It highlights the meditative and introspective quality which was sought as a means of coping with all the sadness and misery so often encountered. Here was an escape from the brutalities of life with appreciation and enjoyment of the beauty inherent within nature or artistic expression. This is where the sunrise, a Haiku reading, the blossoming trees or an exquisite piece of calligraphic writing could captivate the imagination and stimulate all of the senses. We can also consider the perfection sought within a Chado (tea ceremony) or the careful contemplation of Ikebana (flower arranging) as highlighting the extent to which inner enlightenment and spiritual development was sought.
Across all of these pursuits we can observe a fine attention to detail, a sense of careful reflection, a rich degree of expressiveness and the development of a sense of inner contemplation. These same elements can be viewed within Myamoto Musashi’s The Book of Five Rings. In this text, the famed swordsman offers many philosophical lessons including the messages:
“If you practice diligently from morning till night, the way of strategy I teach, your mind will spontaneously broaden.”
“You should examine this point well.”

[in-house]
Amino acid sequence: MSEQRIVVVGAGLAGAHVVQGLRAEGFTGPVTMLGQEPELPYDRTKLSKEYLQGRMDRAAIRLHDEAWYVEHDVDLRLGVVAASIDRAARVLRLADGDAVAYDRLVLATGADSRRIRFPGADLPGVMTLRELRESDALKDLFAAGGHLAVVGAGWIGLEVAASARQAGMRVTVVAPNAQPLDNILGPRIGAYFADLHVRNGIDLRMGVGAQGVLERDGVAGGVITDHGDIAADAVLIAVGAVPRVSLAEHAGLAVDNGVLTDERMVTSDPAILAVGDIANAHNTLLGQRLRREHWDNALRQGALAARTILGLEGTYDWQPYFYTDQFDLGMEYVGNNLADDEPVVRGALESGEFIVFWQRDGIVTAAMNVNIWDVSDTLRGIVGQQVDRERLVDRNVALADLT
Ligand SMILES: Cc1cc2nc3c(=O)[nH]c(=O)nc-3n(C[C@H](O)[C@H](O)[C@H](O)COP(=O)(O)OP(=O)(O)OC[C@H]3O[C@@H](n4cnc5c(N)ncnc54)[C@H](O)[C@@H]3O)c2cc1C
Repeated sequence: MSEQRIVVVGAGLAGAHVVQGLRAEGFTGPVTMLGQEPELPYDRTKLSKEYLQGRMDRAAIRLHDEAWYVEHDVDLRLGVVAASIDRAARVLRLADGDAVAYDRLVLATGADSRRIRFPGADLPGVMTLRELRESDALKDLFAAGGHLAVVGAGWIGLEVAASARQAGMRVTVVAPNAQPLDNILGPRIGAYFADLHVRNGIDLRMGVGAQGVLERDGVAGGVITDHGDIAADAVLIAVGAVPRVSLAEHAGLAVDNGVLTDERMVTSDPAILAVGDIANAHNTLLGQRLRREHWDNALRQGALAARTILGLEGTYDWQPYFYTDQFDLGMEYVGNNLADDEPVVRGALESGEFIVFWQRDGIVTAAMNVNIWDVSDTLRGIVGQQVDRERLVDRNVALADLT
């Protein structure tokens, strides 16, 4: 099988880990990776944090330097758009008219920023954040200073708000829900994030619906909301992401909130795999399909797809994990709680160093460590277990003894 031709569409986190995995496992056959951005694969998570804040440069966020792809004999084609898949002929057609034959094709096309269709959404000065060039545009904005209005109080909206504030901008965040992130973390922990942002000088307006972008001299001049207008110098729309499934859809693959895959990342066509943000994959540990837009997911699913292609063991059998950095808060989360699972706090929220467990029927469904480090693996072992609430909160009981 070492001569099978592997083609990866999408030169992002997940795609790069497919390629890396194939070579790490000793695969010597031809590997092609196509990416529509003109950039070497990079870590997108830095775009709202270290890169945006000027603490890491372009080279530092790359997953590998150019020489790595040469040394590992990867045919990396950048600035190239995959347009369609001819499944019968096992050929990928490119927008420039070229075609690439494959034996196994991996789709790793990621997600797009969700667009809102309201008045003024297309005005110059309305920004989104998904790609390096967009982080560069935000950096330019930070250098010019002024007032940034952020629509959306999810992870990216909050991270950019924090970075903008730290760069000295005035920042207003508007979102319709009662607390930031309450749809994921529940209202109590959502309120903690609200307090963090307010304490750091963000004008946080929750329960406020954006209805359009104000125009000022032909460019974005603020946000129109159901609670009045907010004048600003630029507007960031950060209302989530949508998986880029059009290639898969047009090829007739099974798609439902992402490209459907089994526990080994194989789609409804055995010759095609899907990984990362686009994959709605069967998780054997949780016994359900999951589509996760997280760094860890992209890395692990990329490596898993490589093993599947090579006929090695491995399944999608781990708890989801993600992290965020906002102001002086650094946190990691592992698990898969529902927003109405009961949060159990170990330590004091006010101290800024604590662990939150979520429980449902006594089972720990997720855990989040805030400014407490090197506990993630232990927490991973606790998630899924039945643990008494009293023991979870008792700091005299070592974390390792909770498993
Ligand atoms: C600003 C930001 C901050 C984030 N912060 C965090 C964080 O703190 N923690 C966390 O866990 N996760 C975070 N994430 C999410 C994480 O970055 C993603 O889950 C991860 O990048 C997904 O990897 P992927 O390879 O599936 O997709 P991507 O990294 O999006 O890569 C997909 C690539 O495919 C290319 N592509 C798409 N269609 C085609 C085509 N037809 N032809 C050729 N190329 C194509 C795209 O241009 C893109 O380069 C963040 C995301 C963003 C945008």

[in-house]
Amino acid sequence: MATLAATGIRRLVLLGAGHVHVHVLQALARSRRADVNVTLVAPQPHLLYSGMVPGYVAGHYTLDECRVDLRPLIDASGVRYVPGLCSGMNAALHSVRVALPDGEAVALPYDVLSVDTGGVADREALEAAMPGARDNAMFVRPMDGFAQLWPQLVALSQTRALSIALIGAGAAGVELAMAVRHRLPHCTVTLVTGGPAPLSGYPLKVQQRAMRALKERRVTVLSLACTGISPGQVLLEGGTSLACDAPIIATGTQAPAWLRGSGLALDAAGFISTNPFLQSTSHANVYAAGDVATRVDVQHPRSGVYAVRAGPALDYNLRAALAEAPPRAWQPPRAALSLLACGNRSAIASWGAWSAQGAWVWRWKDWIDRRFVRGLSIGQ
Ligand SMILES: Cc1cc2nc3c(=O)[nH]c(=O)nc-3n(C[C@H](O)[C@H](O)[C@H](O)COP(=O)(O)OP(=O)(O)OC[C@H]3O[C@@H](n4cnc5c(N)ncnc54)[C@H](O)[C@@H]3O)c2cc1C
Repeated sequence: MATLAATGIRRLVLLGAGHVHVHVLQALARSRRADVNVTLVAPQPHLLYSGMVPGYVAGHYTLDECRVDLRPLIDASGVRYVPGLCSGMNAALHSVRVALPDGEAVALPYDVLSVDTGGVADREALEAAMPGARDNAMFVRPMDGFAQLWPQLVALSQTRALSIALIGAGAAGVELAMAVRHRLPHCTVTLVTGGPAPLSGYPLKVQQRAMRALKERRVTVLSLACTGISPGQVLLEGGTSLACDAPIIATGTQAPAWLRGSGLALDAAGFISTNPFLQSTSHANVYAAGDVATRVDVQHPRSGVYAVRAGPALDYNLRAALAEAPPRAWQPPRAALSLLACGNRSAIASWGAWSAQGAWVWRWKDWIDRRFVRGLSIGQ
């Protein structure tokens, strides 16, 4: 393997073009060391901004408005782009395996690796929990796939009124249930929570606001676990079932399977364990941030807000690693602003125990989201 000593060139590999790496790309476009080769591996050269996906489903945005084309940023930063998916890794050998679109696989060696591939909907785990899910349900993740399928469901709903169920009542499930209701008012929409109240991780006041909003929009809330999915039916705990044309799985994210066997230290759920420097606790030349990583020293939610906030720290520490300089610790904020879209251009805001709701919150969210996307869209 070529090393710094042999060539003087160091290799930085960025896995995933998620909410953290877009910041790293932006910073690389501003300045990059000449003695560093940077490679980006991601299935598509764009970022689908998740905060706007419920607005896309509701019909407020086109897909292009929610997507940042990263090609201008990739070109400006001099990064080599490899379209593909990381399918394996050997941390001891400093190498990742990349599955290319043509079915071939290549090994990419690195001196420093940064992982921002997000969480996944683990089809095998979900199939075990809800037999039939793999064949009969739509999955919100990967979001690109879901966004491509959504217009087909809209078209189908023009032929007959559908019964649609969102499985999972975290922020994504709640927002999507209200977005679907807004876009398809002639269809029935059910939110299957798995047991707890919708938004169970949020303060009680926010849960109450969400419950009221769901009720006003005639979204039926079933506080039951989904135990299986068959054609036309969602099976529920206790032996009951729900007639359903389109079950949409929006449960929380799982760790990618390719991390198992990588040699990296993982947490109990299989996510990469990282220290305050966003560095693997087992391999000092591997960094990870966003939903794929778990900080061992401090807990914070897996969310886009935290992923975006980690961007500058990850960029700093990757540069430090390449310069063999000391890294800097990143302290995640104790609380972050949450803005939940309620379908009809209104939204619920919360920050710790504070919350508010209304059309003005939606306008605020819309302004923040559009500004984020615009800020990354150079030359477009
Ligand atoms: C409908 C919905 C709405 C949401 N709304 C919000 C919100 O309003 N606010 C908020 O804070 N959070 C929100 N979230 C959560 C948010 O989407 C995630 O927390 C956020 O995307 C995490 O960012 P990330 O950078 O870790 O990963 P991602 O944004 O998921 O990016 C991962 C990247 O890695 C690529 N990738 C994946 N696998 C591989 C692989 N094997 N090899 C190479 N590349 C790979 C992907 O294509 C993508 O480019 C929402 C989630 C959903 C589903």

These extol the virtues of careful and tireless endeavour as a means of working towards self enlightenment.
My attraction to the martial arts began way back in the 1970’s and included some of these wider aspects. Like most other kids of that era, I found the explosive and graceful power of Bruce Lee captivating. Enter the Dragon provided a role model that many of us could dream of emulating yet knowing instinctively that this would be an unrequited dream. For me though an even more appealing and engaging example came from the TV series Kung Fu starring David Carradine as a wandering Monk (a concept actually conceived by Bruce Lee). Watching this show today it can feel contrived and all a little implausible yet still containing some intriguing concepts. Here was something far deeper than a mere external process of showy techniques and hinted at the hard to discern and quantify element of chi.